GREENBURGH, N.Y. - Carmelo Anthony's season is over and the knee surgery he will undergo and recovery is more serious than he previously thought.
The Knicks said Wednesday the procedure will include a left knee patella tendon debridement and repair. Team president Phil Jackson, who wouldn't get into details of the surgery, estimated Anthony wouldn't return to the court for 4 to 6 months. Anthony said last week he would be back on the court in eight weeks.
Jackson said more would be known after the surgery, which he said will be performed this week. If all goes well, Anthony should be ready for the start of training camp. But if he has any setback he may not, or at the very least he could be rusty at the start of next season.
Jackson said he met with Anthony in London last month and discussed Anthony having the surgery sooner rather than later.
"We know that the process can take some time for rehab and getting back on the court," Jackson said Wednesday at the team's training facility. "We wanted him to be able to make a full recovery and be ready for this next coming season in the process of not only rehabbing, but reconditioning."
This raises the question: Why didn't Anthony have the surgery sooner to ensure he would be all the way back when training camp starts in the fall? But Jackson said the Knicks did not urge Anthony to have the procedure sooner.
"No, we did not," Jackson said. "This is his choice. He has to make the choice. He has to feel comfortable with it. We didn't put a timetable on it."
Anthony, who signed a five-year, $124-million contract in July, said he started feeling soreness in his knee the second game of the season and continued to play through it. He averaged 24.2 points in 40 games. Anthony missed 13 games overall, and 11 because of the knee, including the Knicks' final game before the All-Star break.
But it was important for Anthony to play in Sunday's All-Star Game at the Garden. Jackson said the Knicks had no issue with Anthony playing. He logged 30:16 Sunday.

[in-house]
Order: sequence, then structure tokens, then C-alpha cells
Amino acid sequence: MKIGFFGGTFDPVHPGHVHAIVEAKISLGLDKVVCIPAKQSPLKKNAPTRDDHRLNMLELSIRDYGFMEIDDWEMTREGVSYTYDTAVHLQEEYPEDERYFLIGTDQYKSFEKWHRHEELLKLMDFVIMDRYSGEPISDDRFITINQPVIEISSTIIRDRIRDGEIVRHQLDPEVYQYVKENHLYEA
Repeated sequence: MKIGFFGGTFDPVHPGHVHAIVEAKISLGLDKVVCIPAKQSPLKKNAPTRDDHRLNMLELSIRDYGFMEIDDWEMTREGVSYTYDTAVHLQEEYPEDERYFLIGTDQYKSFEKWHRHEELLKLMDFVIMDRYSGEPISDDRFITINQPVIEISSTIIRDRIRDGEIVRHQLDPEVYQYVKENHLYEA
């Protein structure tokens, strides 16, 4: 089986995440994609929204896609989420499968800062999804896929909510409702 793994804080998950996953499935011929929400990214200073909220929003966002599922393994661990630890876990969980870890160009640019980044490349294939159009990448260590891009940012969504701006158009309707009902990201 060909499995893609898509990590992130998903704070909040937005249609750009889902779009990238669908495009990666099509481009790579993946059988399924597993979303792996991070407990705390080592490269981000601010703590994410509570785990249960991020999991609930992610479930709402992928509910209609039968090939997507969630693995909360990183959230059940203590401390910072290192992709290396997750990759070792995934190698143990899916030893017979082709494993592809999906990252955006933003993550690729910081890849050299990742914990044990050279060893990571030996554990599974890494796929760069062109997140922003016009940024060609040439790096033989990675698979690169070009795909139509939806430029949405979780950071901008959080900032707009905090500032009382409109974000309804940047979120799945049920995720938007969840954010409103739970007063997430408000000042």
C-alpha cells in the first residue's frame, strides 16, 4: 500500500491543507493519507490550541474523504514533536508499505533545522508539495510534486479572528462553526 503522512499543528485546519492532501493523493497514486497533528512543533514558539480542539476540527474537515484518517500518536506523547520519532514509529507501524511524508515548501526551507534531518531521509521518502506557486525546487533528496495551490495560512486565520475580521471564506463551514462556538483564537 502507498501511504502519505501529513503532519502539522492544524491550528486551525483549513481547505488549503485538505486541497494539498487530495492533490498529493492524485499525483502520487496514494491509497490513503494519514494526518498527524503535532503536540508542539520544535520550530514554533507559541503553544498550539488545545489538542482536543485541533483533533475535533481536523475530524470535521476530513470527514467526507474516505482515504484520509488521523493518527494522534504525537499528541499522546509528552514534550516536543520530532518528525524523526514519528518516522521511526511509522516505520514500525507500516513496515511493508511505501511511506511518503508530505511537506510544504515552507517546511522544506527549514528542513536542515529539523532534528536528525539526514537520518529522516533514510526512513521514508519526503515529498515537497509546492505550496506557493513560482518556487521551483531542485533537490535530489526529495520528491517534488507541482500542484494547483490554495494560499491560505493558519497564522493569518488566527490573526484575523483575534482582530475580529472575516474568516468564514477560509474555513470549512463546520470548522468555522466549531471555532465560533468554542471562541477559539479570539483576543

"We know that it was the type of surgery that is corrective obviously and that he could play on it," Jackson said. "He could tweak it as he has a number of times this year and because of some discomfort and inability to play at times. So we felt comfortable with him playing in the All-Star Game."
Debridements -- defined as the surgical removal of lacerated, devitalized or contaminated tissue -- are common procedures. Former Knick Amar'e Stoudemire had one on each knee in the same season. He never regained his explosiveness and was on minutes restrictions after he returned. Danny Granger and Dwyane Wade also had patella tendon debridements and weren't the same players afterward. Both ended up having multiple surgeries on the same knee.
Jackson said he is concerned about the 30-year-old Anthony because of his age and what the long-term effects can be. Anthony had his left knee scoped in 2011 and had fluid drained in his right knee during the 2013 season.
"Yeah, we all do," Jackson said. "The longevity of players is really our responsibility and theirs as they go through their careers . . . But we're really confident he'll heal well and he'll be fine."
The Knicks, who resume playing Friday when they host the Heat, are 10-43 and their chances for having a top-4 draft pick in June improved immeasurably by losing Anthony. The team with the worst record in the league can't pick any lower than fourth.
Anthony had said if the Knicks were in the playoff race that he would try to keep playing, but Jackson refuted that.
"I think probably not," he said. "The limitation of playing and the inability to play and the limited time and practices that he's had to sit out, all those things would hamper the team from going forward."
But Jackson said the Knicks will go forward with Anthony in mind, looking to add pieces that complement their franchise player.
"I think he wants to be the guy that is kind of like the guy that is built around," Jackson said. "He has stated that in the past. We are going to make assessments on players to play with him. And we anticipate as a scorer that has been prolific in his career, he will continue to be so, which is a big part of the game."